By Michael Guo
Another season, another phage to be sequenced, annotated, and forever documented in the database of phagesdb.org. Altwerkus was the lucky phage to have its genome sequenced at the Virginia Commonwealth University, and its genome is now back here at Johns Hopkins to be analyzed by us eager students.
After reading some riveting and absurdly technical published papers regarding current knowledge on bacteriophage research, I realize that there is so much we do not know. Aside from the plethora of phages not yet discovered, the ones that have been discovered and are putatively evolutionarily similar in terms of clusters, still display a vast array of genetic diversity. Will we ever discover and decode a fraction of the phages in existence? Will a massive database of bacteriophage knowledge have practical implications?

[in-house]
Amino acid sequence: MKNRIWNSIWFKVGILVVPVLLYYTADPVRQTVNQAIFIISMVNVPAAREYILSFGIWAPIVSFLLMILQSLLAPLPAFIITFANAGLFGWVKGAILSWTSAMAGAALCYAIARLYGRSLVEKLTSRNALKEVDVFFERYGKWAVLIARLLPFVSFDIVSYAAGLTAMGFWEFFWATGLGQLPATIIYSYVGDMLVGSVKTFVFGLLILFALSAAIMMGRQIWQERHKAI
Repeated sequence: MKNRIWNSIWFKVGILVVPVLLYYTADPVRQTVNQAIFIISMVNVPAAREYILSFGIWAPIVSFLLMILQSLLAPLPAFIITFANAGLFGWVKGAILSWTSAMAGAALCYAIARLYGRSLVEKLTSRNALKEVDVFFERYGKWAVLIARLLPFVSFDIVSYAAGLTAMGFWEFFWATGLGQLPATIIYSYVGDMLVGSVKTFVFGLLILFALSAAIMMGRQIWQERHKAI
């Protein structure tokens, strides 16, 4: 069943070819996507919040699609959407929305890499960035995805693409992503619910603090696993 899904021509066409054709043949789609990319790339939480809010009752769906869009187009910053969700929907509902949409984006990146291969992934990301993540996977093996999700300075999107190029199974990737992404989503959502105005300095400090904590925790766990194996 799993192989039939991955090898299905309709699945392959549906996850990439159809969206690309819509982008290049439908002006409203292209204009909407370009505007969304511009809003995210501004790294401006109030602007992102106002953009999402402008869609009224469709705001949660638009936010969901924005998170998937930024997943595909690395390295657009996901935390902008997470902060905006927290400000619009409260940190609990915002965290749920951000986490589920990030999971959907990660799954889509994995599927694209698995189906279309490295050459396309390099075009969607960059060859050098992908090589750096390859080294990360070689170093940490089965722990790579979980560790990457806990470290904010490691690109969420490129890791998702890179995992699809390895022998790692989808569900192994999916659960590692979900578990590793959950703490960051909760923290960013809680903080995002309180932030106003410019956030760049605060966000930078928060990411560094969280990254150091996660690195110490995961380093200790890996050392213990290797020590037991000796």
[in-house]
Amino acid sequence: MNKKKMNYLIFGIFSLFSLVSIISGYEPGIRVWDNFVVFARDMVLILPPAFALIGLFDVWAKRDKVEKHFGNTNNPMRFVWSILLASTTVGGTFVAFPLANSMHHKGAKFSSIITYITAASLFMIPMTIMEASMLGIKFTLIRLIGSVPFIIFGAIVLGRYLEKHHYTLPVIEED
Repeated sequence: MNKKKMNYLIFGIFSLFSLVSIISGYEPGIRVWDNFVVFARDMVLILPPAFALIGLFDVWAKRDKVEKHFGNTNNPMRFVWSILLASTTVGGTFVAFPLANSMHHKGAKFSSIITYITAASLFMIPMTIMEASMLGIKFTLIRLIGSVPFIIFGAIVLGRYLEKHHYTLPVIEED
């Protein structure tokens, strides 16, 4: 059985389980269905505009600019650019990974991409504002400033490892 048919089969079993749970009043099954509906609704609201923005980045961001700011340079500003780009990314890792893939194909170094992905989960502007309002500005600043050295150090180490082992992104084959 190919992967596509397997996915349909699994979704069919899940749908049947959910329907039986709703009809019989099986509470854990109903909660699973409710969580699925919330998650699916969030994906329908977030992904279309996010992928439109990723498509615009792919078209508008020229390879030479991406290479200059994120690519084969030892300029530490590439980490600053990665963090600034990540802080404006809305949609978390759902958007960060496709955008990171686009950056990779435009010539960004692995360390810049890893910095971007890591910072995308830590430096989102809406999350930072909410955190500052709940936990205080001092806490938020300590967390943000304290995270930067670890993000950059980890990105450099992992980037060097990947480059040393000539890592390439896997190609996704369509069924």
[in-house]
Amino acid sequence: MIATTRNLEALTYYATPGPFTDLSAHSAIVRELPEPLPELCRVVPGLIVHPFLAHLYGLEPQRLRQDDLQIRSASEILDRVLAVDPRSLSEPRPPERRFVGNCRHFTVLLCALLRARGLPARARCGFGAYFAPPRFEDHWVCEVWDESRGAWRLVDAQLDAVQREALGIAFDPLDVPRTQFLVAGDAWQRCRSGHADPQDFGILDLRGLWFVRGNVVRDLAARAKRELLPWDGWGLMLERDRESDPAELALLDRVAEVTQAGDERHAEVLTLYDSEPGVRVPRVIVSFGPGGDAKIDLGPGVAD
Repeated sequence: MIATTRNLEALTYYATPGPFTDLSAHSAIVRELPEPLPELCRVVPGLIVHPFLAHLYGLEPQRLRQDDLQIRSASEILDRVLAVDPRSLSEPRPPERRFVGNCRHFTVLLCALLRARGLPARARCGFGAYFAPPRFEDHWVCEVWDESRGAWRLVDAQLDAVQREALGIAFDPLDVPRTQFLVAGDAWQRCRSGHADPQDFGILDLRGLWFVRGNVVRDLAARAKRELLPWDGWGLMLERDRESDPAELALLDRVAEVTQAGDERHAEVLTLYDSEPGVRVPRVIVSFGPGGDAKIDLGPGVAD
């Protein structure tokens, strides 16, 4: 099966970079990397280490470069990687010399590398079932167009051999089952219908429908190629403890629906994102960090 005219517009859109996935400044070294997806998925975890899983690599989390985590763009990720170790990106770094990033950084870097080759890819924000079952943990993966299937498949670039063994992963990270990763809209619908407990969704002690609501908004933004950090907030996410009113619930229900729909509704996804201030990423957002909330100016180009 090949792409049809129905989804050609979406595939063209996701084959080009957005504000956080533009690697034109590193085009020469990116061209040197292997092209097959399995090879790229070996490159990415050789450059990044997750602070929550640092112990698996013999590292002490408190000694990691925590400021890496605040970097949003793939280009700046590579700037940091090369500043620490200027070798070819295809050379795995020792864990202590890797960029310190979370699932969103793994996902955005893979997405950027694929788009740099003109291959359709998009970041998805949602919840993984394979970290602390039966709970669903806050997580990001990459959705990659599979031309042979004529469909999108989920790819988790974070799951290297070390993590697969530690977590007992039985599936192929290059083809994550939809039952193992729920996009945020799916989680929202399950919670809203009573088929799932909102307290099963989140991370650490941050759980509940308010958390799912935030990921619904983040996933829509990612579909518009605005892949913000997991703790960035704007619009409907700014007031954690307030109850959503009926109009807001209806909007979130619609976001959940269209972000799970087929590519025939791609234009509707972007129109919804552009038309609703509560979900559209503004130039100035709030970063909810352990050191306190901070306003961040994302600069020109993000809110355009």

With 68179 beautiful base pairs, Altwerkus is technically one of a kind. Still, like all of his fellow phages that infect Mycobacterium smegmatis, he is content with finding an unsuspecting bacterium, inserting his DNA into it, and obliterating it in order to propagate his genomic code. Will any of these phages prove more useful? Perhaps one of these phages will provide a novel way of observing viruses, or a cure for some obscure disease. But for now, we students must be content with learning from the mundane and eternal cycles of lysis and lysogeny.